Gladys Parada

Gladys Parada at The Press Club, where she will open Babaloo in March. 

A decade ago, Gladys Parada was ahead of the culinary edge, at least for Monterey County. Now she is planning a step back in time—a soup and sandwich diner.

Parada expects to open Babaloo Cafe & Cuban Cuisine by mid-March in The Press Club, with much the same small menu that made her such a favorite in the first place. Hidden Fortress, which currently occupies the space on Fremont Boulevard, is closing its Seaside outpost on Feb. 8.

A brick-and-mortar Babaloo is something Parada has been wanting to do for some time.

“It was always in the back of my mind,” Parada explains. This—a lunch cafe—is what I’ve always wanted to do.” Although she has managed at destinations like Ventana Big Sur and Post Ranch Inn, Parada prefers to roll up her sleeves. “It’s more genuine. You don’t want to be fancy all the time.”

Parada ran the Babaloo food truck from 2010-2013—just three years, but those three years made her into a local culinary legend. But she has no intention of bringing the truck back alongside the cafe.

“That thing nearly killed me,” she says.

Food trucks were a rarity back then (and now, for that matter) in Monterey County. And the almost uncharted trail she forged was a struggle. Getting permits proved difficult to near impossible. Charges to operate at festivals made profit margins thin and rules regarding parking the truck while not in use limited options to a commissary in Watsonville.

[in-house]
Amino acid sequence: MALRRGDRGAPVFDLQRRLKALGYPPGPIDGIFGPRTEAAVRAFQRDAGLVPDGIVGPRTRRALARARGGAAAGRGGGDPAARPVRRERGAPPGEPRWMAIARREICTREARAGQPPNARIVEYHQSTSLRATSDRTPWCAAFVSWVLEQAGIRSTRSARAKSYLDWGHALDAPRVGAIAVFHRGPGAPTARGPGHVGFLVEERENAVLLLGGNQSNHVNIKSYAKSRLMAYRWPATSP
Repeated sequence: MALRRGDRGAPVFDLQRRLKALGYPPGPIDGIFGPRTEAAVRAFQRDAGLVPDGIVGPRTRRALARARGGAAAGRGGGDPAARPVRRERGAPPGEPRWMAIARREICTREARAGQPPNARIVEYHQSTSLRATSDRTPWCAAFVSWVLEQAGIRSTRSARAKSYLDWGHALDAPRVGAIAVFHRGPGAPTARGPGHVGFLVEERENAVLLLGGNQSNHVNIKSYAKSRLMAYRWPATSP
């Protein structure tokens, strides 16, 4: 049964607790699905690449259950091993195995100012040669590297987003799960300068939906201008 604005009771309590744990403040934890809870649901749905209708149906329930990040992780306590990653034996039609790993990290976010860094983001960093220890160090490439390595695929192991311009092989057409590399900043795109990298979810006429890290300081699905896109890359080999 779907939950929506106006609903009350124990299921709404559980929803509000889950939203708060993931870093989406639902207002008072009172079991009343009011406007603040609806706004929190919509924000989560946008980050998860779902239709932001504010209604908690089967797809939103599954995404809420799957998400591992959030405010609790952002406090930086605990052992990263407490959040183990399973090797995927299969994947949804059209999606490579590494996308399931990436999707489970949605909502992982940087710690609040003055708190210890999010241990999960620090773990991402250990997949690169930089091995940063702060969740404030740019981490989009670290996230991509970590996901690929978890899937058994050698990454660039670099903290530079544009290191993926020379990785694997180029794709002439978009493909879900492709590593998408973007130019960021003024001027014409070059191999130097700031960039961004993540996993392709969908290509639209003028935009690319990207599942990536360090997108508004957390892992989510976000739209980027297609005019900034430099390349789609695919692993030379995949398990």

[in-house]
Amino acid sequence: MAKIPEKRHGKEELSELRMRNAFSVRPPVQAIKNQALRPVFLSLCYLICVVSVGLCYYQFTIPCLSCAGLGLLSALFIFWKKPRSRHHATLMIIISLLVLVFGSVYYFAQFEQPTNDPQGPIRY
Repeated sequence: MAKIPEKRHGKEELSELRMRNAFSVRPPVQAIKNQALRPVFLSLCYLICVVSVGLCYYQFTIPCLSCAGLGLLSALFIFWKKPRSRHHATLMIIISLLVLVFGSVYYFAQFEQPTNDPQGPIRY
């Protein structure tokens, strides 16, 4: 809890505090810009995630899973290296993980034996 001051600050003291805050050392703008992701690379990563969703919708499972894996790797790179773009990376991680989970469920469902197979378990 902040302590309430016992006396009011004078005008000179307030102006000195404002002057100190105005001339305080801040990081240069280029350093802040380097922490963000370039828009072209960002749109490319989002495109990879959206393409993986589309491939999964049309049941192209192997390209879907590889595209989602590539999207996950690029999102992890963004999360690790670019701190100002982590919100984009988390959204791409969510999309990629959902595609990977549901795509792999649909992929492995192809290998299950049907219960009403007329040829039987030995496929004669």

Her days started with a 40-mile drive just to retrieve the truck. Then she made the rounds picking up ingredients (“no one was delivering product to a truck,” she recalls), plus finding propane and a trip to the bank. Those handy pay-by-smart-phone apps were still in development.

“It was brutal—all of that before you roll out and go to your location,” she points out. “It was like, ‘Holy crap, why is this so hard?’”

She ended up moving to San Francisco, where her truck also met with success—except that after one of her best days she discovered the truck needed brake repair work.

She laughs about it now. Serving and interacting with her guests balanced out all the pain. And, Parada says, she hopes to see the community again: “Babaloo has to be a destination.”

Hidden Fortress, meanwhile, isn't going away entirely. The original roastery and cafe in Watsonville is still home base, and proprietor Amelia Loftus plans to keep selling beans at the Friday farmer market at Monterey Peninsula College. 

The Seaside location, Loftus wrote in an Indiegogo campaign last month, had been a money-loser since day one, drawing resources from the prime mission: roasting good coffee. "At this crossroads our path forward is clear: Focus on our strengths: roasting great coffee and serving great coffee drinks," Loftus wrote. 

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